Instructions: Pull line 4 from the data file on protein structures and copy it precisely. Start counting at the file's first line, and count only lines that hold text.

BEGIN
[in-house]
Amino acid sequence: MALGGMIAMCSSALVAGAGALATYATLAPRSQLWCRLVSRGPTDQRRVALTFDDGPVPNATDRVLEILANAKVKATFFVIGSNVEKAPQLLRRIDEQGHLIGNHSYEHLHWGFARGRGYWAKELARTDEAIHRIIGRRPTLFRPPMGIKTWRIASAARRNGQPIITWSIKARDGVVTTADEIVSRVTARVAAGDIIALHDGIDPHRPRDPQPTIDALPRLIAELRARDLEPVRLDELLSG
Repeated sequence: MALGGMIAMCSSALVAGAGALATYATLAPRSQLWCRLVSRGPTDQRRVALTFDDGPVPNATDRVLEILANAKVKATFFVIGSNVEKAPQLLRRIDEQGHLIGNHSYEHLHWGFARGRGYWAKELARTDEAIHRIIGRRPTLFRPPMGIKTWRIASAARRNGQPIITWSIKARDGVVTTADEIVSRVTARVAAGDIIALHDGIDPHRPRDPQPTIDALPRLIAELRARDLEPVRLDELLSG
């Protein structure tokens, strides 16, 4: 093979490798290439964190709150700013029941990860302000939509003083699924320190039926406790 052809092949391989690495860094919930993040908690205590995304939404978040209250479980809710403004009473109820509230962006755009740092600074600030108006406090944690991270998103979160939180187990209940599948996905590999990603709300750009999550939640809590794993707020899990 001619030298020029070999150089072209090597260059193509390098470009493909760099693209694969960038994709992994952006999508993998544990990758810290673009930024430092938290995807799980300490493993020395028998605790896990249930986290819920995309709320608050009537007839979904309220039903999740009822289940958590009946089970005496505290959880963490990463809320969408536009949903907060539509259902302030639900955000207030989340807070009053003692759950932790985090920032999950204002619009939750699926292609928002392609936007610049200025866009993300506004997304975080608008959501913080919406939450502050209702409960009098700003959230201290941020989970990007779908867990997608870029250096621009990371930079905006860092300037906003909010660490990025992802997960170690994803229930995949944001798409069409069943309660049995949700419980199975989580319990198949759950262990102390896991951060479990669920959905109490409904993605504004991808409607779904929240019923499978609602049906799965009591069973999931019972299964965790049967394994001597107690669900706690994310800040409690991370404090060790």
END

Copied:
């Protein structure tokens, strides 16, 4: 093979490798290439964190709150700013029941990860302000939509003083699924320190039926406790 052809092949391989690495860094919930993040908690205590995304939404978040209250479980809710403004009473109820509230962006755009740092600074600030108006406090944690991270998103979160939180187990209940599948996905590999990603709300750009999550939640809590794993707020899990 001619030298020029070999150089072209090597260059193509390098470009493909760099693209694969960038994709992994952006999508993998544990990758810290673009930024430092938290995807799980300490493993020395028998605790896990249930986290819920995309709320608050009537007839979904309220039903999740009822289940958590009946089970005496505290959880963490990463809320969408536009949903907060539509259902302030639900955000207030989340807070009053003692759950932790985090920032999950204002619009939750699926292609928002392609936007610049200025866009993300506004997304975080608008959501913080919406939450502050209702409960009098700003959230201290941020989970990007779908867990997608870029250096621009990371930079905006860092300037906003909010660490990025992802997960170690994803229930995949944001798409069409069943309660049995949700419980199975989580319990198949759950262990102390896991951060479990669920959905109490409904993605504004991808409607779904929240019923499978609602049906799965009591069973999931019972299964965790049967394994001597107690669900706690994310800040409690991370404090060790």